June 13, 2017 Death Pool (Movie Review)
From Writer/Director Jared Cohn (Little Dead Rotting Hood 2016, Devil’s Domain 2016), MTI Home Video Thriller Death Pool follows Johnny Taylor (Randy Wayne: The Bay series, Hellraiser: Judgement 2017) as he gives into his desires and begins drowning young women, forcing Brandon (Demetrius Stear: Buddy Hitchens 2015, Evil Nanny 2016) to question his long-time friend’s sanity. Will he turn him in, or will he enable his sadistic needs?
Set for release June 20th, Death Pool also stars Sara Malakul Lane (Sun Choke 2015, Kickboxer: Vengeance 2016) as Scarlet and it travels in well-worn territory, so the question the audience has to ask is simple: what makes this film different from a thousand other psychological murder thrillers? It is a question whose answer is intrinsic to how effective a film this ultimately is, and, in the end, this is largely a film without a resoundingly easy answer to it. It is smart and fresh in some ways, samey in others, and in most walks a line between the two.
First thing is first; the film thankfully keeps its focus narrow, avoiding any sort of cat-and-mouse dramatics in favor of focusing on the experience of its main character as he devolves into a serial killing frenzy. In this way, it instantly differentiates itself from a host of similar films, placing it next to pieces of work like 2000’s American Psycho rather than a police procedural. From here, it makes another bold move by unexpectedly moving into fresher territory than one would expect from its first 30 minutes – while a film like American Psycho kept the position that being found out publicly would spell instant death to the main character, Death Pool instead explores the idea that such a killer’s celebrity would actually earn him more support than derision.
This left turn gives the film some narrative weight that it would have otherwise lacked, as much of the action is predicated on the same pseudo-sexual imagery that informs your typical serial killer film, and many of the performance’s do not do much to elevate it above this level of B-movie hackery. Disturbed characters are disturbed, concerned characters are concerned, and sexy female bait characters are sexy female bait – there is not much nuance to either the writing or the performances, so it is lucky that the broad strokes of the film at least veers in some interesting directions.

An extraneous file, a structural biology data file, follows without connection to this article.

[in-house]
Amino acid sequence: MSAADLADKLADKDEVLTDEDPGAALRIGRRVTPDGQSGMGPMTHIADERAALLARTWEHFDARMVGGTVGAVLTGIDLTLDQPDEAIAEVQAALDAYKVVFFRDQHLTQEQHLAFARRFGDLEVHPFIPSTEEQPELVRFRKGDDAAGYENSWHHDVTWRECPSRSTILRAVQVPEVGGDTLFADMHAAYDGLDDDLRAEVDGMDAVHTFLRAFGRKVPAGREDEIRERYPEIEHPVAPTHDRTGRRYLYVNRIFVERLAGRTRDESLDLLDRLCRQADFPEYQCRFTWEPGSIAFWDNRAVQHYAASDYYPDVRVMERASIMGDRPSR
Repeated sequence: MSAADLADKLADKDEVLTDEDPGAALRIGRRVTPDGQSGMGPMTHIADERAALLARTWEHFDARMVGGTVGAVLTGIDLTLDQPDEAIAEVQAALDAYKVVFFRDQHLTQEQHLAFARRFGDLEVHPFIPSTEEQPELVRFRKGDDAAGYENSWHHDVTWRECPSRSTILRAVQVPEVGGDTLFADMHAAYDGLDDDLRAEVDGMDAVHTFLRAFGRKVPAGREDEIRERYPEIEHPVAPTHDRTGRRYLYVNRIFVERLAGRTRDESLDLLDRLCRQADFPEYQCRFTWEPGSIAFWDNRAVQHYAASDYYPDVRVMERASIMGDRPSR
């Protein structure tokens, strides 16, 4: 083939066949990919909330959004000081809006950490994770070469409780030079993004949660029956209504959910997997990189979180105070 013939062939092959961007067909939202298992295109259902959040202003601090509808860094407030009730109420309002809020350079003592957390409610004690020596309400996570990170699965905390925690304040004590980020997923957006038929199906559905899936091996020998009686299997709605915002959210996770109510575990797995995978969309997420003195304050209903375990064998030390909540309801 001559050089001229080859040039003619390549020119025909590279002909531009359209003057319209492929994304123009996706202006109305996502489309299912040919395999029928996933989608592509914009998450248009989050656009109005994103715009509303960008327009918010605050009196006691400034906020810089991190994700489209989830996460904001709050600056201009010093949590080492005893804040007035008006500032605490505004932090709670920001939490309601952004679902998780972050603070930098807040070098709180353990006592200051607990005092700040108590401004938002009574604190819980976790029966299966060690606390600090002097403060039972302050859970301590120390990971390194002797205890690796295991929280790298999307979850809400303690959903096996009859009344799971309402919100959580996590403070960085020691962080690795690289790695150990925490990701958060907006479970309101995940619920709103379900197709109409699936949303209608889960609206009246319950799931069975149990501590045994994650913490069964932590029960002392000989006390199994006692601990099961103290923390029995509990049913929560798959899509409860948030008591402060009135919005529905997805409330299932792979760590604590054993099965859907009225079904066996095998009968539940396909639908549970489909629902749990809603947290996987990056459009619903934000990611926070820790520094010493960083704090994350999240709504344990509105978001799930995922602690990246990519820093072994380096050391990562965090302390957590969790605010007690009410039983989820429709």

Wayne probably gives the most effective performance in the film, overplaying his detached blank-stare moments just a little past the audience’s suspension of disbelief but well modulated when he’s supposed to be showing exactly why he might otherwise come across as charming to the far too trusting women who populate Death Pool’s world.
On a scene-by-scene basis, the film is intermittently very effective at building tension, losing some of its edge as the theatrics get broader. Within these individual scenes, however, the film can fall prey to trying too hard, robbing scenes of their tension by having characters veer too readily into the melodramatic. This melodrama is especially noticeable at the end of the film, where an implausible series of events simply goes too far in trying to be as dramatically impactful as possible, leading to a climactic scene that is distractingly artificial in both concept and staging. That having been said, the film’s final shot is as fun as fun can be, an exciting visual cap that builds off the visual language the preceding hour and a half has set up for a thoughtful follow-through.
Of particular note is how Death Pool is structured in a more macro sense, with the main character slipping into a series of back-to-back kills staged one after another. This mirrors the type of sequence that other similar movies work up to through all of their first two acts, and again it works here because it feels like it is the film staking out its own ground and introducing some innovation.
This is no slow build for this character; once it starts, the intensity just ratchets up further and further, offering few respites for the audience. Some may argue that this stops the film from feeling like a natural progression, but that is not what Death Pool is going for; this is a film more concerned with exploring the world’s reaction to this character than the character’s transformation, and it works well. In this regard, leaving his traumatic childhood mostly off-screen is another wise move, especially as the film sets it up in a manner that implies it will be revisited when it never is; the audience’s imagination is more than enough to fill in the blanks here.
Visually, Jared Cohn employs the washed out palette of seedy Los Angeles, but again moves into territory a bit too predictable with its predilection for sexuality. It can somewhat cheapen the material, even as it provides it with some charge. That is not to say it does not however provide some thematic depth; violence and sexuality are certainly intertwined in Death Pool’s world, and it is interesting that the cinematography gets most daring whenever sexual desire is the camera’s focus. Some of these visual flourishes are less effective than others (the flashes of black and white work better than overwrought slo-mo), but their specific placement belies a level of artistic intent that viewers cannot give to every film that is focused on murdering young women.
Ultimately, Death Pool is a mixed bag that has enough going for it to justify a watch, especially if for those who opt for perverse intensity over slow-burn mystery for their serial killer thrillers. For that, CrypticRock.com gives Death Pool 3 out of 5 stars.